China stocks plunge again as regulators hunt for bull market killer
SHANGHAI, July 3 (Reuters) - China stocks slumped again on Friday, taking their three-week tumble to nearly 30 percent and wiping out most of this year's gains.
Friday's tumbles came after news that regulators said they have launched investigations into suspected market manipulation.
The CSI300 index of the largest listed companies in Shanghai and Shenzhen fell 5.4 percent on Friday, to 3,885.92, while the Shanghai Composite Index lost 5.8 percent, to 3,686.92 points.
For the week, CSI300 fell 10.4 percent and SSEC lost 12.1 percent. Two weeks earlier, the indexes also had double-digit falls.
On Friday, comments from the central bank and Premier Li Keqiang the day before did little to calm panicky investors. The central bank vowed to guard against systemic financial risks, while Li called for a stable and healthy capital market.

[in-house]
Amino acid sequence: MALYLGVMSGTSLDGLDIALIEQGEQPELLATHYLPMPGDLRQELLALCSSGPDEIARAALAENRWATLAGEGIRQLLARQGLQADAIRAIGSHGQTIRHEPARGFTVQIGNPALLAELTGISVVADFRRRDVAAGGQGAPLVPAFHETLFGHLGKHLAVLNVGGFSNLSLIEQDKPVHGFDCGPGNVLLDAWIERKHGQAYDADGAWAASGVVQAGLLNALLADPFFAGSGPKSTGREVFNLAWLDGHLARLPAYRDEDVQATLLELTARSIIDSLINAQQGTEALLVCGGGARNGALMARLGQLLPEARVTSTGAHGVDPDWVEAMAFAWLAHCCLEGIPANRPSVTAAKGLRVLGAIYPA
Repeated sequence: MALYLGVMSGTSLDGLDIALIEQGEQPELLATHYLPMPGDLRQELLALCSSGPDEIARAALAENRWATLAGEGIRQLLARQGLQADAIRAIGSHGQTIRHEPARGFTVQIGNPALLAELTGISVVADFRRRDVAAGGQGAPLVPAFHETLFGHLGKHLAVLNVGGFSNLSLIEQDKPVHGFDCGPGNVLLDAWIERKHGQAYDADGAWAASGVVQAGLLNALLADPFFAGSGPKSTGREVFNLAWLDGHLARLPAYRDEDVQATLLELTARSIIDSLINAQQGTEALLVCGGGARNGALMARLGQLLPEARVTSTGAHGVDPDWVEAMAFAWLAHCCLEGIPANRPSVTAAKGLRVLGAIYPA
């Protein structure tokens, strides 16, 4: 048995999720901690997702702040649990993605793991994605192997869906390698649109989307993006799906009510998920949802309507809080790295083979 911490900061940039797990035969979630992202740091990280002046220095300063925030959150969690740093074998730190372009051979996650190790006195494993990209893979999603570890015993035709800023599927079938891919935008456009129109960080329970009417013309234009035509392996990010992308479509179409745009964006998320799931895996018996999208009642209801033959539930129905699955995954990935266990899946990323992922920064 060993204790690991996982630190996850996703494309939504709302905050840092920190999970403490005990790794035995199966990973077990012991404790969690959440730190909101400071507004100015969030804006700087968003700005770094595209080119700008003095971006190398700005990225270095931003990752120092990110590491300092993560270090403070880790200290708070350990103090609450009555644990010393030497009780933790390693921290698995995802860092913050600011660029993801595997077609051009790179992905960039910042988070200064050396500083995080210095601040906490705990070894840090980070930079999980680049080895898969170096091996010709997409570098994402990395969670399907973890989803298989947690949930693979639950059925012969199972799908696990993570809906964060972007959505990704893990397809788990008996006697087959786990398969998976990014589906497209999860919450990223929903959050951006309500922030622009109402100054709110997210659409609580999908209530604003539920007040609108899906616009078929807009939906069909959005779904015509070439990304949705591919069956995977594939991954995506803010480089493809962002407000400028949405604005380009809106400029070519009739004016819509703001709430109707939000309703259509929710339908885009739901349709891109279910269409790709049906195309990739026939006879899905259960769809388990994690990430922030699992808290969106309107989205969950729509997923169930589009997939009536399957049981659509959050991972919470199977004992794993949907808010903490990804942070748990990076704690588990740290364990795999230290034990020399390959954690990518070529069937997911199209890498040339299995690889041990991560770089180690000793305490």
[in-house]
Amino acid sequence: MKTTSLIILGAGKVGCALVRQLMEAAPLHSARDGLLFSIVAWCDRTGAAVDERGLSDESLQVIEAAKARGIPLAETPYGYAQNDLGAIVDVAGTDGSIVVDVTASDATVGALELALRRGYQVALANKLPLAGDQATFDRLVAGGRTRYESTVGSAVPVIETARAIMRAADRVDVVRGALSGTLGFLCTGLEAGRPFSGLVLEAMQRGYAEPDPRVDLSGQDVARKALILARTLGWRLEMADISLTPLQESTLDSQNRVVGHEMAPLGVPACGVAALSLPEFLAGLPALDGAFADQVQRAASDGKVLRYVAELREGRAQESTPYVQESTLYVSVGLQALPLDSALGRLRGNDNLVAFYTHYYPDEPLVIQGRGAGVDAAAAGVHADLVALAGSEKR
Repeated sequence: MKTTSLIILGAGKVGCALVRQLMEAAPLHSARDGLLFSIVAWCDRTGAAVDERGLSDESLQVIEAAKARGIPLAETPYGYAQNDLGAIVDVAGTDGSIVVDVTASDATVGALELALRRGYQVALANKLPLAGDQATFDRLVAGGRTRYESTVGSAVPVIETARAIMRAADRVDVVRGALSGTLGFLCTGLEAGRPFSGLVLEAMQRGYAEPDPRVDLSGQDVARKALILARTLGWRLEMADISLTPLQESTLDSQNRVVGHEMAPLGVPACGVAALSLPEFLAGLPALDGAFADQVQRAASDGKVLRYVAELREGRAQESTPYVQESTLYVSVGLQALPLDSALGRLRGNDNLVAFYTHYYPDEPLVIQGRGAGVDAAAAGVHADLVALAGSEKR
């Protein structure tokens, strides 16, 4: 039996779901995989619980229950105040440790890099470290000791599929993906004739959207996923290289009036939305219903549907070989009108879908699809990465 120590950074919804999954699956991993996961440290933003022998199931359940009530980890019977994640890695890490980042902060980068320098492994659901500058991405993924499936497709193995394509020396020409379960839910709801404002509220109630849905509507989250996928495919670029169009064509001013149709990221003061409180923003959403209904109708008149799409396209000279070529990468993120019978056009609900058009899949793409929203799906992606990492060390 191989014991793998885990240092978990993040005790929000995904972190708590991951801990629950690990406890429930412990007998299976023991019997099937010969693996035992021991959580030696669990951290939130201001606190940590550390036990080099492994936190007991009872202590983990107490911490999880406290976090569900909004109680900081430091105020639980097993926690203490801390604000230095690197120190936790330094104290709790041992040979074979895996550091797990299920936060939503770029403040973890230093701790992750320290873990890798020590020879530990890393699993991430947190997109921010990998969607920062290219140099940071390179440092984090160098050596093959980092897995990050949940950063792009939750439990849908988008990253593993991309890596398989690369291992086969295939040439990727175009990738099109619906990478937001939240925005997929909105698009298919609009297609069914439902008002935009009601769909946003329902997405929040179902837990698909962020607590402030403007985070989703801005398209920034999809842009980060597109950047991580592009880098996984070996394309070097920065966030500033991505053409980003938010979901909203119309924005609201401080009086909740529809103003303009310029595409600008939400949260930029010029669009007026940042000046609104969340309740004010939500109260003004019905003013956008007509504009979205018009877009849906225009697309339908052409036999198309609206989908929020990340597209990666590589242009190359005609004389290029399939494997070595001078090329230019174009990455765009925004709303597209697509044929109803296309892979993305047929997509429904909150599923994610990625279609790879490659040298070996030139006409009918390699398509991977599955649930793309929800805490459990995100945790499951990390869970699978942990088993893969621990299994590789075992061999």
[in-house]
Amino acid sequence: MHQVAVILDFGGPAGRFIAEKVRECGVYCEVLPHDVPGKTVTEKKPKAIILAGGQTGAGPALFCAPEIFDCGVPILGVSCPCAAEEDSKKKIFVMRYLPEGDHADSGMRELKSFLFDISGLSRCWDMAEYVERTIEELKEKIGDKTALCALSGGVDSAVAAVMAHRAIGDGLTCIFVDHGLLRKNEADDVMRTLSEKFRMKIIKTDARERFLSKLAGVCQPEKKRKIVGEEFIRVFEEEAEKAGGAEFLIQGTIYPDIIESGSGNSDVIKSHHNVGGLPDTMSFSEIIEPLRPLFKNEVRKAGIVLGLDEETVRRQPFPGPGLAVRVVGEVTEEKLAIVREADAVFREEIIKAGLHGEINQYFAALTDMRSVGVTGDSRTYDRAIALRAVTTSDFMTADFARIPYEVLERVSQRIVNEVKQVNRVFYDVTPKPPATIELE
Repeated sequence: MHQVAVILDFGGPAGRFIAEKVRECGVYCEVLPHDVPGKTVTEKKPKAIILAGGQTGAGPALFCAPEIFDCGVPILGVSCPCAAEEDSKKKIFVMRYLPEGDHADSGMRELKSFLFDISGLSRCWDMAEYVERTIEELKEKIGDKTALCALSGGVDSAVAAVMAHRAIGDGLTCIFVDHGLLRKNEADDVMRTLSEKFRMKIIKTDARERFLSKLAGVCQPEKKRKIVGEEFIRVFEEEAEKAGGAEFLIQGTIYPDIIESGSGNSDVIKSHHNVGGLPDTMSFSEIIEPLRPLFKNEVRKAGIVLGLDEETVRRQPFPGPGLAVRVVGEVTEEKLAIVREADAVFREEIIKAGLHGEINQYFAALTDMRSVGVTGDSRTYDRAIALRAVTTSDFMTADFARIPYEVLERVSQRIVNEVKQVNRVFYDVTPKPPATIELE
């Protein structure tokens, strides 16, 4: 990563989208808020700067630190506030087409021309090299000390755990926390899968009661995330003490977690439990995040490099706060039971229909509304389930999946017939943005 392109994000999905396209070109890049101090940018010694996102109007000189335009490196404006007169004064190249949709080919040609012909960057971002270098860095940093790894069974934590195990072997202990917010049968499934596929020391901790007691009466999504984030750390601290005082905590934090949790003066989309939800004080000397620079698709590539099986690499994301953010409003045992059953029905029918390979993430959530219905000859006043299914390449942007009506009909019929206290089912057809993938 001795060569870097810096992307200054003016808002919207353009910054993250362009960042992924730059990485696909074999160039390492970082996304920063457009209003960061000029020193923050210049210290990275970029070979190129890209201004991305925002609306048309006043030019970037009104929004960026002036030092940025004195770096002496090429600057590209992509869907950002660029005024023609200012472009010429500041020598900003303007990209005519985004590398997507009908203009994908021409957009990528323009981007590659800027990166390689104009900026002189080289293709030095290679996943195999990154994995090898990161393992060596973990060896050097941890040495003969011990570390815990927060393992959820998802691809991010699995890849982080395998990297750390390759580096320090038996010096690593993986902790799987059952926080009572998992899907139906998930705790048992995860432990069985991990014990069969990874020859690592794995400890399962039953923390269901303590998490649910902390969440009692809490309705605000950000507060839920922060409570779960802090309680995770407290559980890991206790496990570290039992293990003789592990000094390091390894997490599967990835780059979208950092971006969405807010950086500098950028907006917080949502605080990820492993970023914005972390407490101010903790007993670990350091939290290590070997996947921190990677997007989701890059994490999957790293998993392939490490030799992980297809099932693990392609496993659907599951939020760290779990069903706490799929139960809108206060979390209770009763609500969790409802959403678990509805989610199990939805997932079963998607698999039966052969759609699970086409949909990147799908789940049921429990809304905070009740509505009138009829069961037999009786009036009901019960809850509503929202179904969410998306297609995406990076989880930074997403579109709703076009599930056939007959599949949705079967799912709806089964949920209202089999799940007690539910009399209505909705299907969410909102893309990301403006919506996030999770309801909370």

The remarks were quickly overshadowed by a statement from the China Securities Regulatory Commission (CSRC) early on Friday it had set up a team to look at "clues of illegal manipulation across markets."
Signalling the start of the hunt for someone to blame, the China Financial Futures Exchange (CFFEX) suspended 19 accounts from short-selling for one month, sources with direct knowledge said on Friday.
Stocks fall across the board. (Reporting by Samuel Shen and Pete Sweeney; Editing by Richard Borsuk)
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